Sunday, May 31, 2015

Film Log 5.30.2015

The Duke of Burgundy (2014)

Director: Peter Strickland
Number of viewings: 1

Comments: Gorgeous cinematography. Most of the time I didn't really know what the chronology of the story was, I still don't, but it doesn't matter. The cyclical plot structure just contributed to the film's dreamy atmosphere. The film was fascinating. The fluid back and forth movement that both the lead actresses took as they fluctuated between master and slave was great. Can this film be called a feminist sexploitation flick? When did this film take place? It feels modern, but looks to have taken place during the 1950s or 60s. Loved this film. Peter Strickland is yet another director whose work I wholeheartedly love. 

Friday, May 29, 2015

Film Log 5.29.2015

Force Majeure (2014)

Director: Ruben Östlund
Number of viewings: 1

Comments: Some scenes dragged a bit, but the film has a lot of memorable dreamy images. Also, the deadpan comedy bits are funny. Loved the shout-out to Bunuel with the film's last scene. The film is almost like a more comedic version of The Shining (1980).

Wednesday, May 27, 2015

Film Log 5.27.2015

Cousin Jules (1972)

Director: Dominique Benicheti
Number of viewings: 1

Comments: Beautiful documentary. Unseen for several decades. Shot in the course of six years the film unabashedly shows the life of one man. The monotony of daily life is not boring though. Benicheti carefully shoots every scene. Though it is a documentary it feels far more controlled than other recent docs which often advertise their realism through shaky footage, bad lighting, and home movie style editing, yet in Cousin Jules there is a real sense of a director. Within a scene there is a wide variety of shots used and also there is an arc. By arc I don't mean the traditional Hollywood definition of an arc, but a sense that each scene matters and is building towards the film's quiet conclusion. Within a span of a cut many years go by. Benichetti holds on a short for several seconds and then cuts to an exterior shot of the countryside. What we don't realize until much later is that in the space between that cut many years have passed and Jules's wife has died. Does life have a conclusion though? What do our collective actions say about each and every one of us?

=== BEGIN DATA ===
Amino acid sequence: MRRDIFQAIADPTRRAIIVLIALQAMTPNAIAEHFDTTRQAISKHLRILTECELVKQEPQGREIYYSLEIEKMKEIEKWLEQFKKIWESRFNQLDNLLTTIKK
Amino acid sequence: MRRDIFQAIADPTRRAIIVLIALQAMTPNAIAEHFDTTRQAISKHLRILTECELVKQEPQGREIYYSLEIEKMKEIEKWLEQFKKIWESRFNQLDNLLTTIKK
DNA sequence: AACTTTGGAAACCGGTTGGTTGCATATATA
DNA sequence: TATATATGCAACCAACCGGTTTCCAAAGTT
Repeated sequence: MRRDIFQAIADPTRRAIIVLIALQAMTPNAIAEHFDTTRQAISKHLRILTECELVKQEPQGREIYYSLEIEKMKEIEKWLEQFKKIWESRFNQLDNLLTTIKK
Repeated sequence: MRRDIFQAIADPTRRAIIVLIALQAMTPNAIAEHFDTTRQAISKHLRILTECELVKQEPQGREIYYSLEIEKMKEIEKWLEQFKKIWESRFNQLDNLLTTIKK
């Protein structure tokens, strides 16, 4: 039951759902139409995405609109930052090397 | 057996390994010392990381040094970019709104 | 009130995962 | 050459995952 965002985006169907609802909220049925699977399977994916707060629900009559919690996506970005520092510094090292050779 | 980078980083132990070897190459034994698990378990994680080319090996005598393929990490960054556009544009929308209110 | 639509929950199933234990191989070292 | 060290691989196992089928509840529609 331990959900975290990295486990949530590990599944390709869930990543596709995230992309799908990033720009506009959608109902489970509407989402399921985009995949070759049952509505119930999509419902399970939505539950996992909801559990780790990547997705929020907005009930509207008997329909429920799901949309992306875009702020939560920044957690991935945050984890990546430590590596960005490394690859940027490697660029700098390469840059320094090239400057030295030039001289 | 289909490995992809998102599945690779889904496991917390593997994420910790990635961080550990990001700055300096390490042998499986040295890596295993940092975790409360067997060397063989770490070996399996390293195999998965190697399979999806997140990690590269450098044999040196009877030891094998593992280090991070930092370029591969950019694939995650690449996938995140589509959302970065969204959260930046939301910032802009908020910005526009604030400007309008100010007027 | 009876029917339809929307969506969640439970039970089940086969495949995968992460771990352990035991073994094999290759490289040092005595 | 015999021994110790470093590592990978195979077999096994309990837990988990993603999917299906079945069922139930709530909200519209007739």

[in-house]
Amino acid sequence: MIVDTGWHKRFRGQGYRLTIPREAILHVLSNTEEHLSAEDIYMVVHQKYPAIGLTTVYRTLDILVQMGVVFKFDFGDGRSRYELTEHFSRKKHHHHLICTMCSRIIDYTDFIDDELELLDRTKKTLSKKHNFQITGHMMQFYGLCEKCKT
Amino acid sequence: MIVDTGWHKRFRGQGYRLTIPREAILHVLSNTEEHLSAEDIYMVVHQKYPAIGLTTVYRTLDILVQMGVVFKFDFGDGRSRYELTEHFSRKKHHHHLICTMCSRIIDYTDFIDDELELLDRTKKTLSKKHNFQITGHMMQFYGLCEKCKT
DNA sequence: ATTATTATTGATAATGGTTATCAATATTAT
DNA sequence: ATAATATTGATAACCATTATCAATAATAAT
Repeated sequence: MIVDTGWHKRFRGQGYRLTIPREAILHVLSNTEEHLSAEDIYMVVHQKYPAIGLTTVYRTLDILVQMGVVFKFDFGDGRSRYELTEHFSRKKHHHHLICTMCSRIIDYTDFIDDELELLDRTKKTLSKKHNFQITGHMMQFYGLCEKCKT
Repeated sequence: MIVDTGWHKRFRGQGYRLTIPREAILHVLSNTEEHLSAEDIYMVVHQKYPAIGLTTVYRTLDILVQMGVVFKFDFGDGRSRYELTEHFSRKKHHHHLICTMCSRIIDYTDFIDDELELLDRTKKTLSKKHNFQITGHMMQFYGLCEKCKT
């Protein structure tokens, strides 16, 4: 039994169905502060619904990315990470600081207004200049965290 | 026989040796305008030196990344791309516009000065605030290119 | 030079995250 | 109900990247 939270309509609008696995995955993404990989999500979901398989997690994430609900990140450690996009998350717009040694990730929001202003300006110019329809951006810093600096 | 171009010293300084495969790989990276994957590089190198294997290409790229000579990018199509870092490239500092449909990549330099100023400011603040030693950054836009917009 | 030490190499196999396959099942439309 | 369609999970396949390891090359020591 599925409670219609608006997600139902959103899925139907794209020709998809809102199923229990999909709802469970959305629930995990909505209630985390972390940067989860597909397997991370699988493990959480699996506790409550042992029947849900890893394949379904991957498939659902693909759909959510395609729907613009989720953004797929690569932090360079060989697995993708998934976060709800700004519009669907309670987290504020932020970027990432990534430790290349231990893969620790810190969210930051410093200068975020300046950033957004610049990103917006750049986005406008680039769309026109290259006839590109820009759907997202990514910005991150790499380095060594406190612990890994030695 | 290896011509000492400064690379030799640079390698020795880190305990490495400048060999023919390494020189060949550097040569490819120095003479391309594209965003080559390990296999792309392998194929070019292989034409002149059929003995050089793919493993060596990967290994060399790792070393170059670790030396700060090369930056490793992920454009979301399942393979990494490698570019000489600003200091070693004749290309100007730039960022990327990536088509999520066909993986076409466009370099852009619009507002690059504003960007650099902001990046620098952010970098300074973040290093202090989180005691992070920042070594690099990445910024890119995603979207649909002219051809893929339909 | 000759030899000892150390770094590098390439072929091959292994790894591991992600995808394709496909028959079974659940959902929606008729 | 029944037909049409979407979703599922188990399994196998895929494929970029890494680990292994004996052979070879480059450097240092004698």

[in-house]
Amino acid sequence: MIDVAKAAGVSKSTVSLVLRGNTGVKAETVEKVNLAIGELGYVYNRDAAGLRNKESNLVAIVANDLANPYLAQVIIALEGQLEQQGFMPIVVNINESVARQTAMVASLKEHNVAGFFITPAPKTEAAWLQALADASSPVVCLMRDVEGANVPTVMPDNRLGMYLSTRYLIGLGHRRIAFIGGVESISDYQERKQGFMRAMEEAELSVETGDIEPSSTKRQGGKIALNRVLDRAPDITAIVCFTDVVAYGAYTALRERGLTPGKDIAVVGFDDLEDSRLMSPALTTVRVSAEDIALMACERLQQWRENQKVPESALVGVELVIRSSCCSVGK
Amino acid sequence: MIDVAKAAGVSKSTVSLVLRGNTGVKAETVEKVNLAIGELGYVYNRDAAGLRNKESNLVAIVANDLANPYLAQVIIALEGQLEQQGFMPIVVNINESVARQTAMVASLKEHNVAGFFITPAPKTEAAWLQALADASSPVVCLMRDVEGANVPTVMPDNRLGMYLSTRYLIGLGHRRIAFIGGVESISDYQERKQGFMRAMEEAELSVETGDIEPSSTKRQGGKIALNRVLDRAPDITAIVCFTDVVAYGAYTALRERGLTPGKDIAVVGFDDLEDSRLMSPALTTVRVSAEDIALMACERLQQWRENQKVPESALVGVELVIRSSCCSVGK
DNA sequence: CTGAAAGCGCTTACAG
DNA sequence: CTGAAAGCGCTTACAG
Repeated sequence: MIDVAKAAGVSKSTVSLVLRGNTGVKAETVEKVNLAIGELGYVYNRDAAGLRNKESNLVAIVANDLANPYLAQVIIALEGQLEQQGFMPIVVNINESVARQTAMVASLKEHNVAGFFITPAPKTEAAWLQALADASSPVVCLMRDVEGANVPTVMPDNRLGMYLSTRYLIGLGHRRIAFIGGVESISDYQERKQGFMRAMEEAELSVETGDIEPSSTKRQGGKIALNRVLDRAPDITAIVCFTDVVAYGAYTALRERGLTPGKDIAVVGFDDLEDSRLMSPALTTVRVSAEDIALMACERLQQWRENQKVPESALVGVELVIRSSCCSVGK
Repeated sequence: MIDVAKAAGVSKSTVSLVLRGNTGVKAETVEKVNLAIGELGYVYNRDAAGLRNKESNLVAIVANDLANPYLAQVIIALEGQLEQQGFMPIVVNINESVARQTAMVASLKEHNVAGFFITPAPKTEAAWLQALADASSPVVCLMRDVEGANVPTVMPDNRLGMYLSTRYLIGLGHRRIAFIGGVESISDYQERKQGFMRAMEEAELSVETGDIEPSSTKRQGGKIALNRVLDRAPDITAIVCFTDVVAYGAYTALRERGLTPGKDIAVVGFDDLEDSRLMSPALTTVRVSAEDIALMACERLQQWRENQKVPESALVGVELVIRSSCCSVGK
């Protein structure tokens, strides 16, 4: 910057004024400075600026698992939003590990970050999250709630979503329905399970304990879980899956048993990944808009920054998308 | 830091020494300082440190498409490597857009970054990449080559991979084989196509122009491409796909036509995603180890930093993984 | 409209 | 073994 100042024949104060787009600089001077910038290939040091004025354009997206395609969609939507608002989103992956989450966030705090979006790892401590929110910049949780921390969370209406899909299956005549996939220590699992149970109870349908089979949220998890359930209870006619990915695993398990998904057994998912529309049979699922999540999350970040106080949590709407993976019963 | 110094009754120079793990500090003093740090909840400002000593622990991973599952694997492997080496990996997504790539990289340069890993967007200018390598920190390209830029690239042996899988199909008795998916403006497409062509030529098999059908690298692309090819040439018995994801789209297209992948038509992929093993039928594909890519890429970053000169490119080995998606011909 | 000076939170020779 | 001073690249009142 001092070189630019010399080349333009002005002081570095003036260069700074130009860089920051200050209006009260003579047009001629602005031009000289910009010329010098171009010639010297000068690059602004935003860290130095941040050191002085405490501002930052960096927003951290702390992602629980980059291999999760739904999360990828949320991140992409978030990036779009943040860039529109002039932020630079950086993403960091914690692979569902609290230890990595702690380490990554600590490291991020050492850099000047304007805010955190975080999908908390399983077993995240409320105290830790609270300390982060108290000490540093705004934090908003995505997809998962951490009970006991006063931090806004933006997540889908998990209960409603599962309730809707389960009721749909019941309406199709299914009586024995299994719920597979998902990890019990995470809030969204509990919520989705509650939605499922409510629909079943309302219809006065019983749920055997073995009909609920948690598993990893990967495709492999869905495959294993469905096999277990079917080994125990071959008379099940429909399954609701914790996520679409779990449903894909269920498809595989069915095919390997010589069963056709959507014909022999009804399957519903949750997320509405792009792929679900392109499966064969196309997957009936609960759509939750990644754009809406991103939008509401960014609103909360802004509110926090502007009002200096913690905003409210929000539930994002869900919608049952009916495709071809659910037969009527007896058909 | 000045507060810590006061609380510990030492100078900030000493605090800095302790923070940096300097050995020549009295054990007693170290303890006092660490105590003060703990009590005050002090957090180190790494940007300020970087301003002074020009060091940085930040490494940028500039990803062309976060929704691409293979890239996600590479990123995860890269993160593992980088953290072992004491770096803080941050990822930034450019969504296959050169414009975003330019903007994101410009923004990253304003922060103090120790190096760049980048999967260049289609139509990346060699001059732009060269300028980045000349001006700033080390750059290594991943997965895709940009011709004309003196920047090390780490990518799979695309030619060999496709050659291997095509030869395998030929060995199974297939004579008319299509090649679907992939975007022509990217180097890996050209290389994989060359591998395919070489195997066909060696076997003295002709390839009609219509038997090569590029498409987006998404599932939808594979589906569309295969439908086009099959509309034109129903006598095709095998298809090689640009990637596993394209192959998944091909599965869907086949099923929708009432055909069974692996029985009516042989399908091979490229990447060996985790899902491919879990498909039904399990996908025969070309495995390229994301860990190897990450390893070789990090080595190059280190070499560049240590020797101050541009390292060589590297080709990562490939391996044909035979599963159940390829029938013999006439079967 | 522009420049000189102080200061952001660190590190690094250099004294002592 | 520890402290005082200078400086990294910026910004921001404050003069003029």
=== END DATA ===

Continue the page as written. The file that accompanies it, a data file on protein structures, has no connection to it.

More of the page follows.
Tuesday, May 26, 2015

Film Log 5.26.2015

A Girl Walks Home Alone at Night (2014)

Director: Ana Lily Amirpour
Number of viewings: 1

Comments: "The first Iranian vampire Western." I love the film's black and white cinematography. The picture's cinematographer, Lyle Vincent, uses various gradients of black and white to build the very oppressive atmosphere that surrounds the film. At times though, the film feels more like an exercise in style rather than substance and sometimes the film feels like a hipsterish version of the Twilight saga. Sheila Vand, the eponymous girl that does all the walking in the film, does a fine job emoting through the subtle movement of her eyebrows.

Monday, May 25, 2015

Film Log 5.25.2015

Captain America: The Winter Soldier (2014)

Director: Anthony Russo and Joe Russo
Number of viewings: 1

Comments: Very long film. Too long. Liked the Saul Bass inspired end credits and I appreciated bringing the action somewhat back towards the real world. When Captain  America gets shot by a bullet he feels it. I never liked Captain America before, too white bread for my taste, but this film actually made me care about him. A comic book movie that didn't feel like a rehash of comic book tropes.